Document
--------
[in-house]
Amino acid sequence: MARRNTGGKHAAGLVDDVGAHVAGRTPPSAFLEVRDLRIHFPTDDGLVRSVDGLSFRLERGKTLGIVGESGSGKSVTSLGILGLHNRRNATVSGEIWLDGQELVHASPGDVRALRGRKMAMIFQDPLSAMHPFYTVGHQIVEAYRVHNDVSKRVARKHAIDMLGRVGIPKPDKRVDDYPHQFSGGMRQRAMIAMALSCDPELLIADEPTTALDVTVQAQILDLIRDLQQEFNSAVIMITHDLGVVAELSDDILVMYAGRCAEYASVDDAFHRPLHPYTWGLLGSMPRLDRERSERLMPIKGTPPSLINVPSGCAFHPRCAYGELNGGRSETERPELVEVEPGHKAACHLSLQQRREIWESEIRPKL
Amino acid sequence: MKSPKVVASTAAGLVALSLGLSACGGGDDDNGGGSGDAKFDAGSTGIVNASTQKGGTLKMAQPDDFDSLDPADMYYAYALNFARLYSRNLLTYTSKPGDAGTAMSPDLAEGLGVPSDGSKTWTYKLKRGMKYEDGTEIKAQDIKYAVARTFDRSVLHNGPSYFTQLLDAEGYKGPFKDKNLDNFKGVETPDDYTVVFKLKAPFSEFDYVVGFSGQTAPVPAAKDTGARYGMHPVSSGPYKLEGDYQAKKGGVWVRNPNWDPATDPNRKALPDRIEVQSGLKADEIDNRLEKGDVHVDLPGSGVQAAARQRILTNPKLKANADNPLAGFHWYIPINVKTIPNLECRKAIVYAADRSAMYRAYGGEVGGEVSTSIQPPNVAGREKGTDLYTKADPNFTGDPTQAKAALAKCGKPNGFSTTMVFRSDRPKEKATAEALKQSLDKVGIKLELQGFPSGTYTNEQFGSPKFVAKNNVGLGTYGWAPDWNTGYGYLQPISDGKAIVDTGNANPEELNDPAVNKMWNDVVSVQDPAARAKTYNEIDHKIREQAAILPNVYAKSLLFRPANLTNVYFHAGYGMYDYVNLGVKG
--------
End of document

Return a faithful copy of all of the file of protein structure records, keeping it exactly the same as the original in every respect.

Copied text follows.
[in-house]
Amino acid sequence: MARRNTGGKHAAGLVDDVGAHVAGRTPPSAFLEVRDLRIHFPTDDGLVRSVDGLSFRLERGKTLGIVGESGSGKSVTSLGILGLHNRRNATVSGEIWLDGQELVHASPGDVRALRGRKMAMIFQDPLSAMHPFYTVGHQIVEAYRVHNDVSKRVARKHAIDMLGRVGIPKPDKRVDDYPHQFSGGMRQRAMIAMALSCDPELLIADEPTTALDVTVQAQILDLIRDLQQEFNSAVIMITHDLGVVAELSDDILVMYAGRCAEYASVDDAFHRPLHPYTWGLLGSMPRLDRERSERLMPIKGTPPSLINVPSGCAFHPRCAYGELNGGRSETERPELVEVEPGHKAACHLSLQQRREIWESEIRPKL
Amino acid sequence: MKSPKVVASTAAGLVALSLGLSACGGGDDDNGGGSGDAKFDAGSTGIVNASTQKGGTLKMAQPDDFDSLDPADMYYAYALNFARLYSRNLLTYTSKPGDAGTAMSPDLAEGLGVPSDGSKTWTYKLKRGMKYEDGTEIKAQDIKYAVARTFDRSVLHNGPSYFTQLLDAEGYKGPFKDKNLDNFKGVETPDDYTVVFKLKAPFSEFDYVVGFSGQTAPVPAAKDTGARYGMHPVSSGPYKLEGDYQAKKGGVWVRNPNWDPATDPNRKALPDRIEVQSGLKADEIDNRLEKGDVHVDLPGSGVQAAARQRILTNPKLKANADNPLAGFHWYIPINVKTIPNLECRKAIVYAADRSAMYRAYGGEVGGEVSTSIQPPNVAGREKGTDLYTKADPNFTGDPTQAKAALAKCGKPNGFSTTMVFRSDRPKEKATAEALKQSLDKVGIKLELQGFPSGTYTNEQFGSPKFVAKNNVGLGTYGWAPDWNTGYGYLQPISDGKAIVDTGNANPEELNDPAVNKMWNDVVSVQDPAARAKTYNEIDHKIREQAAILPNVYAKSLLFRPANLTNVYFHAGYGMYDYVNLGVKG